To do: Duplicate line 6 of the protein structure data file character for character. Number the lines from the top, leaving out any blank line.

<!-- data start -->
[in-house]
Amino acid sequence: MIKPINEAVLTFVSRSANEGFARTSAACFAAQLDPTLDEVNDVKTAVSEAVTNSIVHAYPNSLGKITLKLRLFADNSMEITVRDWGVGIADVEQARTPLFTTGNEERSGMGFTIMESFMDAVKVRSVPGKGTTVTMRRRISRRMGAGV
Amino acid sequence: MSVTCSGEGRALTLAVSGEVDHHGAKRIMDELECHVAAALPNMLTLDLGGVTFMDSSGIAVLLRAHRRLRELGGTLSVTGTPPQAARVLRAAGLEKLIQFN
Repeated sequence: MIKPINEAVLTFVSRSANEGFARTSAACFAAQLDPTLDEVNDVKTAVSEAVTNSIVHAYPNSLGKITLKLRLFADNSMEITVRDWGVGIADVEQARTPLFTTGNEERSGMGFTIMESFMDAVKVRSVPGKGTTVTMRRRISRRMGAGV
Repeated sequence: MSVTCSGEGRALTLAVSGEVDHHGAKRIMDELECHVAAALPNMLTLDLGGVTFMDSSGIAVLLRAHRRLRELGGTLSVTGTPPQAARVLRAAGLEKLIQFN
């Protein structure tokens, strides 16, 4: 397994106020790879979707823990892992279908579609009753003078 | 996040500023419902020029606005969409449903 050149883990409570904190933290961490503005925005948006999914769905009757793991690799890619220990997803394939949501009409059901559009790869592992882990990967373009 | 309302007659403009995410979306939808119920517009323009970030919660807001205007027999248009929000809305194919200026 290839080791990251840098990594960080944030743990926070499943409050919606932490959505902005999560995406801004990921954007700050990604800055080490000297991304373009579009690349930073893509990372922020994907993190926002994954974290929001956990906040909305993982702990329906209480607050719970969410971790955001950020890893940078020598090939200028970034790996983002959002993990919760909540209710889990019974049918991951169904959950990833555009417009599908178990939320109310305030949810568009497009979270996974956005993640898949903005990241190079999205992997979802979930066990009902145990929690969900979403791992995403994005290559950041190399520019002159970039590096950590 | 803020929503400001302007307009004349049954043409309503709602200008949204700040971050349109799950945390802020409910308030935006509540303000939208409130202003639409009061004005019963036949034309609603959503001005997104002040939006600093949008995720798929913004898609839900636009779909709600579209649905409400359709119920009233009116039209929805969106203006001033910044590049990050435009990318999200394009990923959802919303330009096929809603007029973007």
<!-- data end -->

């Protein structure tokens, strides 16, 4: 397994106020790879979707823990892992279908579609009753003078 | 996040500023419902020029606005969409449903 050149883990409570904190933290961490503005925005948006999914769905009757793991690799890619220990997803394939949501009409059901559009790869592992882990990967373009 | 309302007659403009995410979306939808119920517009323009970030919660807001205007027999248009929000809305194919200026 290839080791990251840098990594960080944030743990926070499943409050919606932490959505902005999560995406801004990921954007700050990604800055080490000297991304373009579009690349930073893509990372922020994907993190926002994954974290929001956990906040909305993982702990329906209480607050719970969410971790955001950020890893940078020598090939200028970034790996983002959002993990919760909540209710889990019974049918991951169904959950990833555009417009599908178990939320109310305030949810568009497009979270996974956005993640898949903005990241190079999205992997979802979930066990009902145990929690969900979403791992995403994005290559950041190399520019002159970039590096950590 | 803020929503400001302007307009004349049954043409309503709602200008949204700040971050349109799950945390802020409910308030935006509540303000939208409130202003639409009061004005019963036949034309609603959503001005997104002040939006600093949008995720798929913004898609839900636009779909709600579209649905409400359709119920009233009116039209929805969106203006001033910044590049990050435009990318999200394009990923959802919303330009096929809603007029973007």